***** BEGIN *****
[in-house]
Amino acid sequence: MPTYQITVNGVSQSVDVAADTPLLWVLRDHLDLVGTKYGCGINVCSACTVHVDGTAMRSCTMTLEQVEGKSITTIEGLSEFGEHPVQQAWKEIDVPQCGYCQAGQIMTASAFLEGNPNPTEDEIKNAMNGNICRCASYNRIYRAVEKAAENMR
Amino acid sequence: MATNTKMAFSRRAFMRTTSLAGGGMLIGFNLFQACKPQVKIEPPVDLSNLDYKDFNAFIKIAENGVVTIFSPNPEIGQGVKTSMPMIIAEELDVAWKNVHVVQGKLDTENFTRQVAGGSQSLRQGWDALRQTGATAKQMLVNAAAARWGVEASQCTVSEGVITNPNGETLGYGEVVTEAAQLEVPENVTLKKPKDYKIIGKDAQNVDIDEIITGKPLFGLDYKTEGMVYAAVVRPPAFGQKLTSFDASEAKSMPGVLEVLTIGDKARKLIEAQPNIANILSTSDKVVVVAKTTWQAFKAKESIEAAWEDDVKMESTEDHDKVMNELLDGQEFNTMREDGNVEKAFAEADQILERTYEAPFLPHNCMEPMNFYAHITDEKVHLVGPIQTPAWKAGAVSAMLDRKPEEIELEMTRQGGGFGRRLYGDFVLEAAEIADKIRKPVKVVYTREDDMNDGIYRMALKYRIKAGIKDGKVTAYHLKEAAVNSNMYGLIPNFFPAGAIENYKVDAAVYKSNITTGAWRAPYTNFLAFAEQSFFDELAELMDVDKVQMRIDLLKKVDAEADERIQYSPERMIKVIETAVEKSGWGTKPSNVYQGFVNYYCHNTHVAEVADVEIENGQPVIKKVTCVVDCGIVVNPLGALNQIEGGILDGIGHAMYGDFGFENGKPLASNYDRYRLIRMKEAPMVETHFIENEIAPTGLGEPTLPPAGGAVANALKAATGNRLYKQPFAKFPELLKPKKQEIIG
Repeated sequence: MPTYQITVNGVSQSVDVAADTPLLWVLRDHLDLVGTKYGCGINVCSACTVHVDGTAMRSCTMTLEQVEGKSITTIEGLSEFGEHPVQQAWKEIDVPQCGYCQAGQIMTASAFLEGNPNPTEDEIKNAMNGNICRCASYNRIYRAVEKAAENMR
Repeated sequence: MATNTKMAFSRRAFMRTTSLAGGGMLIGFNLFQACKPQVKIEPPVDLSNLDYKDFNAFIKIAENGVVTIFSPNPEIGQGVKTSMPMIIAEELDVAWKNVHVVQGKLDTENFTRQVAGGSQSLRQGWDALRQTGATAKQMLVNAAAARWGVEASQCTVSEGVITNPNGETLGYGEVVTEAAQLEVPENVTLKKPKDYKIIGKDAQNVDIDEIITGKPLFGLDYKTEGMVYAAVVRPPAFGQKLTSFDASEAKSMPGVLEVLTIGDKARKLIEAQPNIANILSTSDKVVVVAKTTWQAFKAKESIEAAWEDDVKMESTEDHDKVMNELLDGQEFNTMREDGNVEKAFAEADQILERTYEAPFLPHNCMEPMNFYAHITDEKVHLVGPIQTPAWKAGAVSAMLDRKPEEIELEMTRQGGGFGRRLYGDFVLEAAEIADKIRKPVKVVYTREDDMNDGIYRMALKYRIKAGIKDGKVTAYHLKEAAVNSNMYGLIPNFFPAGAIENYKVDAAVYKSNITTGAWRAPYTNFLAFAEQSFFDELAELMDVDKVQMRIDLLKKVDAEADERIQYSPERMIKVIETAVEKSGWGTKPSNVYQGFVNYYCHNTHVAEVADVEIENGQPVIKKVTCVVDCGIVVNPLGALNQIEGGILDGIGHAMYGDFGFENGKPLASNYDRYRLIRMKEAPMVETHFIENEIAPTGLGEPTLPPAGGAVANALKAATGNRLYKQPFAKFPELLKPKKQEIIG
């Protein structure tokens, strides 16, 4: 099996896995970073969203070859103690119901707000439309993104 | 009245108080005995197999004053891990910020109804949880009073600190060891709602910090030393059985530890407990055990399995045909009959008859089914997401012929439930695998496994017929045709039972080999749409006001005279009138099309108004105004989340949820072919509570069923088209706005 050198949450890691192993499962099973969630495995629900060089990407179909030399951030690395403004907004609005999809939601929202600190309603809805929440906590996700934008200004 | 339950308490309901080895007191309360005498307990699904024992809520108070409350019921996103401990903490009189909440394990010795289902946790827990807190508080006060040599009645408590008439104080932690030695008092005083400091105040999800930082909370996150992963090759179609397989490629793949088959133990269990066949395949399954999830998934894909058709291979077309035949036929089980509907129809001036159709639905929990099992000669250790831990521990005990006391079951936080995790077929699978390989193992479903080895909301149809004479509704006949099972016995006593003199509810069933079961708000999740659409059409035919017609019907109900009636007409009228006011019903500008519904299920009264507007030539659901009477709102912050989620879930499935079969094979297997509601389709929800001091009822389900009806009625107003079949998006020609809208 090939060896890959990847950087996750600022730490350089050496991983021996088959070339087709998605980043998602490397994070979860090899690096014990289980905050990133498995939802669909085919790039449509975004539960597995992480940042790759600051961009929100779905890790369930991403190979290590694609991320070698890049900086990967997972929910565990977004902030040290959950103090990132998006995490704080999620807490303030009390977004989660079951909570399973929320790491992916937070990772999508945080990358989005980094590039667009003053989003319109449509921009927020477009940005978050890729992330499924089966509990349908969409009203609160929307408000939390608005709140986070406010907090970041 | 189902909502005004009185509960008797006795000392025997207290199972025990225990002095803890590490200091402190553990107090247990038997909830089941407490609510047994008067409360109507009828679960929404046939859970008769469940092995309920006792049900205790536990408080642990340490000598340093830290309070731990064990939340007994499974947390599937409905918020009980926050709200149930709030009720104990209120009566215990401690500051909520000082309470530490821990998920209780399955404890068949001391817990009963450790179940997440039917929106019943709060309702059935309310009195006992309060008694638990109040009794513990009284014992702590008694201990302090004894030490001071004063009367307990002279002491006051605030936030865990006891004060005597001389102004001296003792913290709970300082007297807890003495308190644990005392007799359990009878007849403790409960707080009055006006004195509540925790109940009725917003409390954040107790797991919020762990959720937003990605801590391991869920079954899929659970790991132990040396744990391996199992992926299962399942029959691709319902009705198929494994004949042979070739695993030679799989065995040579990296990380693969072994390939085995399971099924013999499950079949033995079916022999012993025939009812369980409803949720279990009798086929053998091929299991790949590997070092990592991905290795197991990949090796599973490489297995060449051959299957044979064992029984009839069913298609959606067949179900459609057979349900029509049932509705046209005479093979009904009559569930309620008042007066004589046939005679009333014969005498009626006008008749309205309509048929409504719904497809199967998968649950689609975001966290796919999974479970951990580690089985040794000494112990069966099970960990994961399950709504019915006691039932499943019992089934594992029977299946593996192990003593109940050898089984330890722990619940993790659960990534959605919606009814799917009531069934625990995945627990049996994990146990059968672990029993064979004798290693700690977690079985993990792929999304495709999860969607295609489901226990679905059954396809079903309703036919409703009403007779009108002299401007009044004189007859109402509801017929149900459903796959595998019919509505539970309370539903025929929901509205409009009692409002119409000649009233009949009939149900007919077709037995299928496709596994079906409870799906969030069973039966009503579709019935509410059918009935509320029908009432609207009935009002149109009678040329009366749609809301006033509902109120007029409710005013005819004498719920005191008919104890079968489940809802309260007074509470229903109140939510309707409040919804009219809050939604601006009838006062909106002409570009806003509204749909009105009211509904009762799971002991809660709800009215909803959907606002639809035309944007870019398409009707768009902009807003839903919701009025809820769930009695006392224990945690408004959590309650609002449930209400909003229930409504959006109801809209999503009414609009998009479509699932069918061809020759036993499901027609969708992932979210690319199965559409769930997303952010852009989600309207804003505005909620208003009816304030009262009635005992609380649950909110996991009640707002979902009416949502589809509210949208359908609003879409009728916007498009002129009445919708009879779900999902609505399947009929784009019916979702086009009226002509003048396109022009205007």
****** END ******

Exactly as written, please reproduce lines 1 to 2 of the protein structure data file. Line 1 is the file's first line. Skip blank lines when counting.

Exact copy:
[in-house]
Amino acid sequence: MPTYQITVNGVSQSVDVAADTPLLWVLRDHLDLVGTKYGCGINVCSACTVHVDGTAMRSCTMTLEQVEGKSITTIEGLSEFGEHPVQQAWKEIDVPQCGYCQAGQIMTASAFLEGNPNPTEDEIKNAMNGNICRCASYNRIYRAVEKAAENMR